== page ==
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Boehly leads race for Chelsea after Jim Ratcliffe tries to gatecrash deal

A US consortium led by financier and co-owner of the Los Angeles Dodgers baseball team Todd Boehly has been selected as the preferred bidder in the race to buy Chelsea Football Club.

The decision by advisers to current owner Roman Abramovich, who was forced to sell after Russia invaded Ukraine, comes as UK chemicals tycoon Jim Ratcliffe tried to gatecrash the deal with a last-minute bid.

Ratcliffe, owner of the petrochemicals group Ineos, has lined up £4.25bn to buy Chelsea. He is styling his offer as a “British bid, for a British club” with the aim of winning the support of the UK government, which will approve the final bidder selected.

The US consortium led by Boehly, which has the financial backing of US private equity group Clearlake Capital, was informed on Friday that it could enter exclusive talks to buy Chelsea, said people with knowledge of the process.

The other US bidders, one camp led by private equity tycoons Josh Harris and David Blitzer; and another by basketball moguls Stephen Pagliuca and Larry Tanenbaum, were both informed that their bids were runners-up, the people said.

The Wall Street Journal first reported that Boehly had entered exclusive talks with Chelsea.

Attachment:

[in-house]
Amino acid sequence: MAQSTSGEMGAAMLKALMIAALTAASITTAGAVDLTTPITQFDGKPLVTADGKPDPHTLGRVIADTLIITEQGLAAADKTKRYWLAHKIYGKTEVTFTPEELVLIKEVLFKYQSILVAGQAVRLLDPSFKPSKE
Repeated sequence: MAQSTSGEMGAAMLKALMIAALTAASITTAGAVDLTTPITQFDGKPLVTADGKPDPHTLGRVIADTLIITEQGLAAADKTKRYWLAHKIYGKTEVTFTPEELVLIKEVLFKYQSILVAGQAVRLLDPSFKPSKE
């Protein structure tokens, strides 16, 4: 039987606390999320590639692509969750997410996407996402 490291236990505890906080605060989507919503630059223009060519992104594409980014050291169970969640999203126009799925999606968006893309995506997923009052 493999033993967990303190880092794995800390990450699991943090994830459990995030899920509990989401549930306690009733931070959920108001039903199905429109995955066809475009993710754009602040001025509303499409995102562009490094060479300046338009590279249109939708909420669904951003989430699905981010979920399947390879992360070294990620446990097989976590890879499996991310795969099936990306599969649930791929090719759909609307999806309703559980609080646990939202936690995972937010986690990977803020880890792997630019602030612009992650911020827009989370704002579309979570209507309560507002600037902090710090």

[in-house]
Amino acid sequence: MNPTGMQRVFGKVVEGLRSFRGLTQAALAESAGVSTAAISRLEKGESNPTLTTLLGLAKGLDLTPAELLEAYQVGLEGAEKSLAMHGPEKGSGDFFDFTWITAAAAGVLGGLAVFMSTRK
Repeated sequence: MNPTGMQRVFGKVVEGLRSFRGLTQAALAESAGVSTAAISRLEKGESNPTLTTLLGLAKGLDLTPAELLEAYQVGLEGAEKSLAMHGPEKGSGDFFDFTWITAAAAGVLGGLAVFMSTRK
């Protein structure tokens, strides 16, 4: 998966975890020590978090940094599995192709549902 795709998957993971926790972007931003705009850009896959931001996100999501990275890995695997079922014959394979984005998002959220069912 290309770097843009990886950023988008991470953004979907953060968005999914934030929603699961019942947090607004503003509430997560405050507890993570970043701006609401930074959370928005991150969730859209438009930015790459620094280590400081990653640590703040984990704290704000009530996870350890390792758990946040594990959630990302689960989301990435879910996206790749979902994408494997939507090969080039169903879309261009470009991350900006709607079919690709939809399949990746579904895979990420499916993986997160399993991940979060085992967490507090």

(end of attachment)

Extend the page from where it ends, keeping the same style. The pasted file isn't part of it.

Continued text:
INEOS Group chairman Sir Jim Ratcliffe
British petrochemicals tycoon Sir Jim Ratcliffe tried to gatecrash the deal with a last-minute bid © AFP/Getty Images

US boutique bank Raine Group has been managing the sales process, which has lasted more than a month and involved scores of potential bidders

Ratcliffe pledged £2.5bn of his offer to support victims of Russia’s war in Ukraine, with the remaining £1.75bn earmarked for investment in the football club over the next decade, Ineos said on Friday, including investment in Chelsea’s Stamford Bridge stadium. The Times first reported Ratcliffe’s bid.

Ratcliffe’s sports investments include the Mercedes Formula One racing team, the Ineos Grenadiers cycling group and French football club OGC Nice. Ineos also funds the UK’s America’s Cup sailing team.

Abramovich, who shot to prominence in the UK after buying Chelsea in 2003, turned down a takeover proposal from Ineos in 2018.

The auction for Chelsea has attracted interest from billionaires, institutional investors and star athletes, offering a rare opportunity to buy a big brand team in the most lucrative football league in the world.

Abramovich and his fortune turned Chelsea into world beaters. The club won five Premier League titles, breaking the grip of Manchester United and Arsenal, and took on Europe’s elite in the Uefa Champions League, winning it for a second time last year.

The sale requires special approval from the UK government, which has sanctioned Abramovich and imposed restrictions on Chelsea that prevent the club from selling merchandise and new tickets to home fans. It is currently operating under a government licence, which runs until the end of May and allows the team to keep playing matches.

The Premier League must also give its approval for the sale.

The UK government has warned that Abramovich cannot benefit from the sale proceeds. Abramovich has said he intends to donate the money to victims of the war.

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